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Double action (was) Re: temp misreradings

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  • Harry
    ... ... condensation ... in ... top. ... Ok, one more try. Nothing has changed, Micio. You are talking about and confusing two different types of
    Message 1 of 94 , Jun 2, 2006
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      --- In Distillers@yahoogroups.com, "miciofelice2003"
      <miciofelice2003@...> wrote:
      >
      > Hi Harry.
      >
      > Yes, I think I've to speak with somebody in my native language,

      <big snip>

      > > Only a thing: I have (at least, I think to have) also some
      > > condensing on the lower plates.
      > > In my opinion I have a temperature gradient along the column: so
      > the
      > > upper-boiling components that leave the boiler have a
      condensation
      > > when they bump on a relatively cold plate. Such in this way I get
      > a
      > > partial purification of the vapours that climb along the column,
      > > isn't it?
      >
      >
      >
      > ................You are correct. But the reason is the surrounding
      > air removes some of the heat from the column.
      >

      >
      > ........As I said before, you have a good potstill for grappa. DO
      > NOT INSULATE the column, unless you want the grappa to be heavier
      in
      > tails. It is a good balance between heating and air cooling, and it
      > allows a little more reflux to make the grappa cleaner. It works
      > similar to the old Scotch potstills or the French brandy stills,
      > except you have a little more control with the water tube in the
      top.
      >
      > If you insulate the column, the grappa distillate will be heavier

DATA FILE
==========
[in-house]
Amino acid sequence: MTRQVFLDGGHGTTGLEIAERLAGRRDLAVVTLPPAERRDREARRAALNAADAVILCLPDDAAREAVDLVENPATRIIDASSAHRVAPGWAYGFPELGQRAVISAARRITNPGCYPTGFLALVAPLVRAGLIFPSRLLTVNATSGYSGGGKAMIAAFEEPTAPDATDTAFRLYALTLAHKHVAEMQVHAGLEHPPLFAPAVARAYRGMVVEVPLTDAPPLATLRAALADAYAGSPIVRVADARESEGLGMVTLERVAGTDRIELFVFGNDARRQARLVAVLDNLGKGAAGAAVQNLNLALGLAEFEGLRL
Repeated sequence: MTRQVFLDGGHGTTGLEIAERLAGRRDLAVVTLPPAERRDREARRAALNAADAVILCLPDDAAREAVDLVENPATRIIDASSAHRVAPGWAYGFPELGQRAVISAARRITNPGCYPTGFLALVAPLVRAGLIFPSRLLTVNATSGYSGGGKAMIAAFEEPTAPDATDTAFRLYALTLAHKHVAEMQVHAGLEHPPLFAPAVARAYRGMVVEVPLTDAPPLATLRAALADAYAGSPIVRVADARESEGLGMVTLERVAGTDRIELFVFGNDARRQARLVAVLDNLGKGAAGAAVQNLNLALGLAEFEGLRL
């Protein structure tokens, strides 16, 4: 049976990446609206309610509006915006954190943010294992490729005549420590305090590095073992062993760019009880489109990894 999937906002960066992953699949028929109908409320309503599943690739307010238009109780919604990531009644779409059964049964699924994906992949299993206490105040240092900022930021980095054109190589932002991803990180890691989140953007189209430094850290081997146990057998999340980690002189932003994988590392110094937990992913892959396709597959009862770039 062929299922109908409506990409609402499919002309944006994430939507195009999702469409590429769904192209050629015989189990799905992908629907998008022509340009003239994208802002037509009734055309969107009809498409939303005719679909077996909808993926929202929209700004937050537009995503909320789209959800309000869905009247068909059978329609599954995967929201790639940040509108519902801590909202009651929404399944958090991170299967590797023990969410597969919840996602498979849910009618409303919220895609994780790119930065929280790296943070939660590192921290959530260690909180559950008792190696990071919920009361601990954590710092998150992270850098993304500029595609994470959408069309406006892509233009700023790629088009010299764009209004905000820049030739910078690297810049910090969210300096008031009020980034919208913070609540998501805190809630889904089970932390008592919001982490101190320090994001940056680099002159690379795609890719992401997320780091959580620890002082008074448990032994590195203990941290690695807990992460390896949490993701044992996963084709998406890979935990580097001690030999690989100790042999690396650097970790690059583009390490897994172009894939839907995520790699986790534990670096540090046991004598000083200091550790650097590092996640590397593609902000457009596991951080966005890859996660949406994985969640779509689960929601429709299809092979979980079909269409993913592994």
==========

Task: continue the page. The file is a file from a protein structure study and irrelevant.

> with impurities and taste much different. Try both ways and you
      > will see the difference. If you don't like it, you can always re-
      > distill it.
      > snip
      >
      > So, I agreed with you and I did what you said: I had the idea that
      > insulating a column give an heavier product and a not insulated
      > column give a purer product.
      >
      > Is something changed? ========================



      -------------------------------
      Ok, one more try.

      Nothing has changed, Micio. You are talking about and confusing two
      different types of stills and their different columns.

      You have a potstill. A potstill allows ONE PLATE to happen in one
      length of column. A potstill MUST BE UN-INSULATED to get reflux
      happening.

      [Potstill NO Insulation] = Some Reflux = Some Separation (1 plate) =
      Less nasties in your product.

      [Potstill WITH Insulation] = No reflux = No separation = More
      nasties in your product.
      -------------------------------


      A Reflux Still is a PACKED COLUMN. A packed column allows MANY
      PLATES to happen in one length of column.
      [Reflux Still WITH Insulation] = reflux = separation (many plates) =
      much less nasties in the product.

      [Reflux Still NO Insulation] = less reflux = less separation (many
      plates) = more nasties in the product.
      -------------------------------


      That's all I can give you, Micio. You will need to build and
      operate a reflux column in order to understand the differences in
      how they work.


      Slainte!
      regards Harry
    • Distillers@yahoogroups.com
      The following Distillers poll is now closed. Here are the final results: POLL QUESTION: Potstillers How do you decide when to make a cut in your spirit run ?
      Message 94 of 94 , Apr 2, 2008
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        The following Distillers poll is now closed. Here are the
        final results:


        POLL QUESTION: Potstillers
        How do you decide when to make a cut in your spirit run ?

        CHOICES AND RESULTS
        - By Taste, 4 votes, 6.15%
        - By Smell, 3 votes, 4.62%
        - By Taste & Smell, 28 votes, 43.08%
        - By Temprature, 15 votes, 23.08%
        - By Alchohol Volume, 15 votes, 23.08%



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